Free regular set

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In mathematics, a free regular set is a subset of a topological space that is acted upon disjointly under a given group action.[1]

To be more precise, let X be a topological space. Let G be a group of homeomorphisms from X to X. Then we say that the action of the group G at a point x\in X is freely discontinuous if there exists a neighborhood U of x such that g(U)\cap U=\varnothing for all g\in G, excluding the identity. Such a U is sometimes called a nice neighborhood of x.

The set of points at which G is freely discontinuous is called the free regular set and is sometimes denoted by \Omega=\Omega(G). Note that \Omega is an open set.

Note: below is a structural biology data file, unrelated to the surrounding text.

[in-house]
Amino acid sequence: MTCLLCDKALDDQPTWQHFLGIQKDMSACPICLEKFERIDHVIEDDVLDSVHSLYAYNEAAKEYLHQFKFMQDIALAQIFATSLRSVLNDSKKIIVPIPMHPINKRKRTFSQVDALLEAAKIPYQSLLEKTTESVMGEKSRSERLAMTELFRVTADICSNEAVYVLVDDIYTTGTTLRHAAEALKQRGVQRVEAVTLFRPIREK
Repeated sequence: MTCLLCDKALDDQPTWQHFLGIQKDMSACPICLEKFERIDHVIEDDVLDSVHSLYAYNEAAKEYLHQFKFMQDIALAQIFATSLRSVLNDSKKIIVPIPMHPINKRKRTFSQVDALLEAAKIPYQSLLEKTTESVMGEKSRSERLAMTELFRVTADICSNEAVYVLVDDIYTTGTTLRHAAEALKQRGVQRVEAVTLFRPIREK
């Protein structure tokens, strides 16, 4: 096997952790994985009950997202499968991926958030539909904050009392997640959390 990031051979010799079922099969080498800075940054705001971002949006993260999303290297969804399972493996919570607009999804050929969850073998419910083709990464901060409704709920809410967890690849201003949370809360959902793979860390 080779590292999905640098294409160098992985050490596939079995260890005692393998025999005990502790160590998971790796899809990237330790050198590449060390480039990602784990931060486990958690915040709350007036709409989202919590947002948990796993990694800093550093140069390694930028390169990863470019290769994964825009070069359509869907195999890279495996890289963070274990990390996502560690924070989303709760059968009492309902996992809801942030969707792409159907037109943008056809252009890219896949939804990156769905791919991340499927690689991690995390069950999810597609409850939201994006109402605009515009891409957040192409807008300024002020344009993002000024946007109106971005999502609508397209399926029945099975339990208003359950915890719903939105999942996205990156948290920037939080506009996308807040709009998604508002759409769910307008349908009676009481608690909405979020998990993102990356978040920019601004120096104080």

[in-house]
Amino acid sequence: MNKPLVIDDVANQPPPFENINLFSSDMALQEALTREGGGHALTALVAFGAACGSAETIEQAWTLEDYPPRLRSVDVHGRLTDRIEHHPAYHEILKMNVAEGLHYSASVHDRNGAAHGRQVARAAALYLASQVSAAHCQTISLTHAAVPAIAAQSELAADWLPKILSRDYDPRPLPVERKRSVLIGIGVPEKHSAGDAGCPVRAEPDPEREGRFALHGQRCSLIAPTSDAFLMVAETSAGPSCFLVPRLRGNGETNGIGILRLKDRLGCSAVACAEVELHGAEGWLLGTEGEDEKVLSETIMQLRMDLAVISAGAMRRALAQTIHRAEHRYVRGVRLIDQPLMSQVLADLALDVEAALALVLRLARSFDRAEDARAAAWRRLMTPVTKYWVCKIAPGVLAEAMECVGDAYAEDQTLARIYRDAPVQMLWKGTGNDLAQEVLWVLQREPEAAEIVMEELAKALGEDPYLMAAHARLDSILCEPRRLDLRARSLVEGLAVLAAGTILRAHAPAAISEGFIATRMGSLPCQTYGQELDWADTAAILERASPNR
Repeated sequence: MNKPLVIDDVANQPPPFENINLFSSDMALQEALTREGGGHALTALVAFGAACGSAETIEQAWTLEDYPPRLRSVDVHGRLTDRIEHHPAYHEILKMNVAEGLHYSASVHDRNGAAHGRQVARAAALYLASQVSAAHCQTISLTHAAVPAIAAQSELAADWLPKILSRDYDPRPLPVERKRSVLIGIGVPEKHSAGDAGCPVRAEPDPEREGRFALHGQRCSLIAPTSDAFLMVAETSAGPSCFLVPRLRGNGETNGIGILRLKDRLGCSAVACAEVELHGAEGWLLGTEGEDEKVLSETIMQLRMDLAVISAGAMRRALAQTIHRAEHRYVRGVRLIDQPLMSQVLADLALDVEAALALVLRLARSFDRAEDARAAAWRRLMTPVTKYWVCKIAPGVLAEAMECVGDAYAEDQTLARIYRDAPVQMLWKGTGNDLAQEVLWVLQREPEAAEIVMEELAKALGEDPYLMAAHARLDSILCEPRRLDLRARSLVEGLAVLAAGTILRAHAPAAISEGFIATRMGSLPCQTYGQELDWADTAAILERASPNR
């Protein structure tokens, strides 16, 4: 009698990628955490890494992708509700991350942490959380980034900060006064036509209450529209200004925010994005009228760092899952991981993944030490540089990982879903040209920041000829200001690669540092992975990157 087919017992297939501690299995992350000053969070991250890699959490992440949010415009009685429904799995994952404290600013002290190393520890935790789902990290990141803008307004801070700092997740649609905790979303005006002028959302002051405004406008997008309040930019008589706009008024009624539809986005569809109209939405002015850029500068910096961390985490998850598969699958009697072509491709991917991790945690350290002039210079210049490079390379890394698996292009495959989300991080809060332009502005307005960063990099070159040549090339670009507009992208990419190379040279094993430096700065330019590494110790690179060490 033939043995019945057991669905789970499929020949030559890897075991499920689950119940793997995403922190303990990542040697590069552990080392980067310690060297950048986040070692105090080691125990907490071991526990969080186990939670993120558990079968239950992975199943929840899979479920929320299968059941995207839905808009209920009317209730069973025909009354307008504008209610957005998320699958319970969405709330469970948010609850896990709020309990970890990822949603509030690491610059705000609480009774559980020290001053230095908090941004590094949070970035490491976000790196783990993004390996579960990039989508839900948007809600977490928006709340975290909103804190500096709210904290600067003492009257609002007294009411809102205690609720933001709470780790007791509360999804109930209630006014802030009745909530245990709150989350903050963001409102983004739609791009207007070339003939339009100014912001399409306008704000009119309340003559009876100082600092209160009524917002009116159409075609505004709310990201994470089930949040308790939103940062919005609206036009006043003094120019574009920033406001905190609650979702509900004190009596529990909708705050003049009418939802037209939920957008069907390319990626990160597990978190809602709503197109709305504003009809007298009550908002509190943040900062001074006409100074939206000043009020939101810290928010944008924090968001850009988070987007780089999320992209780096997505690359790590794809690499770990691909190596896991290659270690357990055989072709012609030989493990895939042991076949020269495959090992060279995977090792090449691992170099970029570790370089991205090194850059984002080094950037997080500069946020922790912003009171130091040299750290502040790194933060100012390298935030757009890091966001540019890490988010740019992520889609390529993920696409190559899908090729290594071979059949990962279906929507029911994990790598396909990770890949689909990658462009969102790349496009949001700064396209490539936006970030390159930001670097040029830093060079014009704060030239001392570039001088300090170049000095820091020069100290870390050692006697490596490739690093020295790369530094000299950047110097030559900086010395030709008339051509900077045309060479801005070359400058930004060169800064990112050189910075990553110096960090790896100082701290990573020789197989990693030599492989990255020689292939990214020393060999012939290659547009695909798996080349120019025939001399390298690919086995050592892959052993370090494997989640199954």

If Y is a subset of X, then Y/G is the space of equivalence classes, and it inherits the canonical topology from Y; that is, the projection from Y to Y/G is continuous and open.

Note that \Omega /G is a Hausdorff space.


The open set

\Omega(\Gamma)=\{\tau\in H: |\tau|>1 , |\tau +\overline\tau| <1\}

is the free regular set of the modular group \Gamma on the upper half-plane H. This set is called the fundamental domain on which modular forms are studied.

See also[edit]


  1. ^ Maskit, Bernard (1987). Discontinuous Groups in the Plane, Grundlehren der mathematischen Wissenschaften Volume 287. Springer Berlin Heidelberg. pp. 15–16. ISBN 978-3-642-64878-6.